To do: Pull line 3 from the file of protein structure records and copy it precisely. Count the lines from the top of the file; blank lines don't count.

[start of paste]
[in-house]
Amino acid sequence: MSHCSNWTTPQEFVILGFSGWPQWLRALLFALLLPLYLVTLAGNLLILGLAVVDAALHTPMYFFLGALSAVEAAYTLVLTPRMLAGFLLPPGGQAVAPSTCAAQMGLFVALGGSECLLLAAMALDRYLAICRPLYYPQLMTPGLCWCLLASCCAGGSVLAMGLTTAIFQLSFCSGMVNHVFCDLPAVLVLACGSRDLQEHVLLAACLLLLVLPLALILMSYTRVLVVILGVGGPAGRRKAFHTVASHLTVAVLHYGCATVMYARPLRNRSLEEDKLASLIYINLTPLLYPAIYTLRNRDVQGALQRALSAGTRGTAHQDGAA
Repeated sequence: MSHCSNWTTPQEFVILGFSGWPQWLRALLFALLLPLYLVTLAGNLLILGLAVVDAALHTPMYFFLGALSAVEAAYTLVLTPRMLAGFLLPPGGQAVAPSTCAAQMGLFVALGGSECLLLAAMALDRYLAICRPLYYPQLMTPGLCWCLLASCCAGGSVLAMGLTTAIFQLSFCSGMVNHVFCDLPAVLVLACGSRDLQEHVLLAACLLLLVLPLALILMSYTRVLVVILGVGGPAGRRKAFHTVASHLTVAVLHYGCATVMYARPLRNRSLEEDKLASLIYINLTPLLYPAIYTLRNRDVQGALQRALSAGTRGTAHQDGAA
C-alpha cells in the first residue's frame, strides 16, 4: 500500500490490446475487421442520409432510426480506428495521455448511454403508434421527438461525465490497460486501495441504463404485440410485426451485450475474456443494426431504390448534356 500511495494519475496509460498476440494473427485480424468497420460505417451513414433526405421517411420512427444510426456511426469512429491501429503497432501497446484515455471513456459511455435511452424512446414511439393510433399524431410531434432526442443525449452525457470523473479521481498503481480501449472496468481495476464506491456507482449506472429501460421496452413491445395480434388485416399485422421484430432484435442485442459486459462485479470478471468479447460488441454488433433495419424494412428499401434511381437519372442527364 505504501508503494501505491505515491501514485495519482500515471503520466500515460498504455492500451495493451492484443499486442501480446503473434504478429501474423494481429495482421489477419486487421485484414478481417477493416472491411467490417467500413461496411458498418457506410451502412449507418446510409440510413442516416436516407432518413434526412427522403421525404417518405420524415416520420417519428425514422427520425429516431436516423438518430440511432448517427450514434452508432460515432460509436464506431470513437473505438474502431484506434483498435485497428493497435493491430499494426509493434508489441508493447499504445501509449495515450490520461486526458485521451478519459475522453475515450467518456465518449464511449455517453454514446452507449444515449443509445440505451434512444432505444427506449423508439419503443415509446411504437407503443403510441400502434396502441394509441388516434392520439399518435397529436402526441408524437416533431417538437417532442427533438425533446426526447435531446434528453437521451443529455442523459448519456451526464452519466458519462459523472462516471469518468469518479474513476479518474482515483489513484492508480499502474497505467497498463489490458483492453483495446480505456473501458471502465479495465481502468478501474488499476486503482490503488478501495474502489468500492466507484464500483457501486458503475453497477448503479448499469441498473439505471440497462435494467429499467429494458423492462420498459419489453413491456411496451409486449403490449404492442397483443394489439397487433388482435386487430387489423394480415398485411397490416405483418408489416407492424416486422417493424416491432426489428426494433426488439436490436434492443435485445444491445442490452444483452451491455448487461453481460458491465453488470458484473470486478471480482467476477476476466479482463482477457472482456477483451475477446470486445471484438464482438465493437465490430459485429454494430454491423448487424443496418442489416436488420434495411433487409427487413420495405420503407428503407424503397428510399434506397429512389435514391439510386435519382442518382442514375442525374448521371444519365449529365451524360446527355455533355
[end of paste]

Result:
Repeated sequence: MSHCSNWTTPQEFVILGFSGWPQWLRALLFALLLPLYLVTLAGNLLILGLAVVDAALHTPMYFFLGALSAVEAAYTLVLTPRMLAGFLLPPGGQAVAPSTCAAQMGLFVALGGSECLLLAAMALDRYLAICRPLYYPQLMTPGLCWCLLASCCAGGSVLAMGLTTAIFQLSFCSGMVNHVFCDLPAVLVLACGSRDLQEHVLLAACLLLLVLPLALILMSYTRVLVVILGVGGPAGRRKAFHTVASHLTVAVLHYGCATVMYARPLRNRSLEEDKLASLIYINLTPLLYPAIYTLRNRDVQGALQRALSAGTRGTAHQDGAA